There was no OFP in place at the time of his arrest and no history or allegations of domestic abuse. On July 6, 2010 a Harassment Restraining Order and Domestic Abuse No Contact Order were filed. Their child was listed on the DANCO as well.

    At trial, he was entered a verdict of Not Guilty for the one and only charge of Gross Misdemeanor Harassment/Stalking. After minutes of hugs and thanking the jury the jury foreman stood up and stated that there was a mistake. The time was nearing midnight. The judge then allowed the foreman back into the jury room alone. He came out with a new verdict sheet with a guilty verdict dated the next days date. The judge then stated that the court was in a bit of a predicament and allowed the foreman back a third time and he returned with a guilty verdict with that days date.

    Dustin was convicted of the charge and a DANCO was extended for an additional two years. He didn’t see his son because of the charge alone between April 27, 2010 and March 5, 2011. He saw him in supervised visitation.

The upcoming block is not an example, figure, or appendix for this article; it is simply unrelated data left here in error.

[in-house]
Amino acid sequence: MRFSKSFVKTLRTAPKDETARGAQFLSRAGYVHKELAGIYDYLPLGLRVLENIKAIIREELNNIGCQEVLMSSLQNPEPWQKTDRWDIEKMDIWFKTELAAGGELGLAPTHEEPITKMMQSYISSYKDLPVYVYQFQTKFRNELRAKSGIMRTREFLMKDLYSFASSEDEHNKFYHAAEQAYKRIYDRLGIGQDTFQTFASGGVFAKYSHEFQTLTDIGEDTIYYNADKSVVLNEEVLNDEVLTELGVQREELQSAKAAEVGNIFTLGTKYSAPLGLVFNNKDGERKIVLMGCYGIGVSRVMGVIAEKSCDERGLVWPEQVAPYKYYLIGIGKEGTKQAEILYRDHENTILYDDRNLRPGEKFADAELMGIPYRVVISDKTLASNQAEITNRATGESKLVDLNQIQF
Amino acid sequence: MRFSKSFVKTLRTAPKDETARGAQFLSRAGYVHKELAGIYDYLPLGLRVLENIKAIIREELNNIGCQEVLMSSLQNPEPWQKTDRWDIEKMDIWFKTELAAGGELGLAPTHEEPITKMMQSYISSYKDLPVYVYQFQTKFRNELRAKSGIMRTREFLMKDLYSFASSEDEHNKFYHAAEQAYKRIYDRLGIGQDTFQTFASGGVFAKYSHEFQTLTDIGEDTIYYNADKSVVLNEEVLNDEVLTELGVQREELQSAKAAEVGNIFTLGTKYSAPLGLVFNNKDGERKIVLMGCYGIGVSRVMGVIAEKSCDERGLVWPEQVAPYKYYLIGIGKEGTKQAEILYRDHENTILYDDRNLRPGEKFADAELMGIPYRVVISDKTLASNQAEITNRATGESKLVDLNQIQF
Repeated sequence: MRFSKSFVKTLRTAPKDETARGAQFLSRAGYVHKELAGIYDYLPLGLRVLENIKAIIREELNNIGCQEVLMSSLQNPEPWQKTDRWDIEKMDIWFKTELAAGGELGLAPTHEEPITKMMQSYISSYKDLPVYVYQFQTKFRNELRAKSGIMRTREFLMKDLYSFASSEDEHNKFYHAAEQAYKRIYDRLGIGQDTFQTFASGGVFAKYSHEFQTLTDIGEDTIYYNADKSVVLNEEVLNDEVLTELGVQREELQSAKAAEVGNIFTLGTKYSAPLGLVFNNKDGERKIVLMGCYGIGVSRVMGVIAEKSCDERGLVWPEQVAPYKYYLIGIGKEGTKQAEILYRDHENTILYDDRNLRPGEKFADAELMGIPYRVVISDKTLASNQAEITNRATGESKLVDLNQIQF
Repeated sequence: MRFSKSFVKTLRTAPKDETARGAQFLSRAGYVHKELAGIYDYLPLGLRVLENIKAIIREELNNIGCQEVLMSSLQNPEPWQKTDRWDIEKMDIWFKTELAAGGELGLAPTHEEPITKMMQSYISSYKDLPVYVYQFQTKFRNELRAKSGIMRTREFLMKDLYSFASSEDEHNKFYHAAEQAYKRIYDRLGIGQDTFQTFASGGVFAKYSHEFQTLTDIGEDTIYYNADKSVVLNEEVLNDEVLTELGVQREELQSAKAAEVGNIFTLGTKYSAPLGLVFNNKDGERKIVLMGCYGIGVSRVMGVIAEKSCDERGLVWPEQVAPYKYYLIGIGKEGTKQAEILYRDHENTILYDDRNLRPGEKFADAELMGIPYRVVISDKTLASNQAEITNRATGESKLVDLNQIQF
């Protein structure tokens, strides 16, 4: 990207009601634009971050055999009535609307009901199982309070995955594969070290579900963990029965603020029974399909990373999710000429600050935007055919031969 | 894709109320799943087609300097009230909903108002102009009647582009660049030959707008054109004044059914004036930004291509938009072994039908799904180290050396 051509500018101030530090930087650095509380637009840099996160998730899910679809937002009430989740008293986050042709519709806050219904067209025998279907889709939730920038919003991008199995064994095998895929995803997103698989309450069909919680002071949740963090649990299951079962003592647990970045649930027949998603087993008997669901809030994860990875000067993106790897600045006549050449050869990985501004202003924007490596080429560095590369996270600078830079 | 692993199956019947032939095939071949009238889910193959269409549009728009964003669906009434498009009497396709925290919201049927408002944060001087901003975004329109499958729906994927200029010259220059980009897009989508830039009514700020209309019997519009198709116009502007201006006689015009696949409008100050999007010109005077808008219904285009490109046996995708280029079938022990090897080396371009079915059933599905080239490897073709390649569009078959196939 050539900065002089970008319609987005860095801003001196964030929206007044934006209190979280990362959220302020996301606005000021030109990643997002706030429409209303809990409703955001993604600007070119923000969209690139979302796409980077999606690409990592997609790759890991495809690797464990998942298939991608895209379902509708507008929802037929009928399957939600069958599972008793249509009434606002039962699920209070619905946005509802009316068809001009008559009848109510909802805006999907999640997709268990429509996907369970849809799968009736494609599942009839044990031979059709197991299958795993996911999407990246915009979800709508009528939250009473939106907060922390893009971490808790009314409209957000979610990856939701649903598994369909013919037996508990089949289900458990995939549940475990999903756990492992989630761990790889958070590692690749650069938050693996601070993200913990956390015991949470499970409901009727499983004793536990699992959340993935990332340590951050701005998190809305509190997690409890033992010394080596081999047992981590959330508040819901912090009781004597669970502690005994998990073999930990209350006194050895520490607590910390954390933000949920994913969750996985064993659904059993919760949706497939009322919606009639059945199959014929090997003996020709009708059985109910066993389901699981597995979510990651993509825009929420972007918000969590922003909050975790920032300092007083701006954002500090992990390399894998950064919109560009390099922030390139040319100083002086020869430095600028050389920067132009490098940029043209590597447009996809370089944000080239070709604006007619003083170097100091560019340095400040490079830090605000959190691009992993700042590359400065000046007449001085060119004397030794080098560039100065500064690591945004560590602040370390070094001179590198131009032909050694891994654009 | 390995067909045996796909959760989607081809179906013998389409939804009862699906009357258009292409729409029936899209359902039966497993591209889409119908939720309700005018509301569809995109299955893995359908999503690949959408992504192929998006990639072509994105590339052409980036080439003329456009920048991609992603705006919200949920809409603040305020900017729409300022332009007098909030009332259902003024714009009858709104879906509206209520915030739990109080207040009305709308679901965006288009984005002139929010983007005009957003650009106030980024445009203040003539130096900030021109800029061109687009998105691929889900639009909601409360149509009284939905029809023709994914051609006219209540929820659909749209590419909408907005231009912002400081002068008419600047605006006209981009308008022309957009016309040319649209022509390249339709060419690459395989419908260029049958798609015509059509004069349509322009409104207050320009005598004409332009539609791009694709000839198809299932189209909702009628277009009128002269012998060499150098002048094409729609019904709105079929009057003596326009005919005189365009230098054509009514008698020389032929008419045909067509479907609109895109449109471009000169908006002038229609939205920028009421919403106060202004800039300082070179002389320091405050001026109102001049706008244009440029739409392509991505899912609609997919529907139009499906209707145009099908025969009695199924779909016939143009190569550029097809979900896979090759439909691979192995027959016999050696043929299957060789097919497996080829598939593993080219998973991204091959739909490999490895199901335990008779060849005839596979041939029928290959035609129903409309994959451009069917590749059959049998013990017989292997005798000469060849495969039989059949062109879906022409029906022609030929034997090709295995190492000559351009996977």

This is only a miniscule portion of what these false allegations can do to devistate a father-child relationdhip by the ease of accusations. Most recently evidence has surfaced to confirm this was a set up.

    • But, again, that has nothing to do with this case or decision today. There’s no indication the gentleman contested the OFPs as being false.

      • Josh

        Bob everyday ofp’s are granted when nothing has happened more than someone saying “I’m scared” . No evidence is necessary it just happens. This ruling could possibly effect many good dads who have false claims against them. You can’t allow one case to be the book for every other case. This man may have issues? May, because again you said they needed no evidence for an ofp… I see nothing here but her opinion. A man should be allowed to be a father if there’s no proof of dv which in this case there isn’t.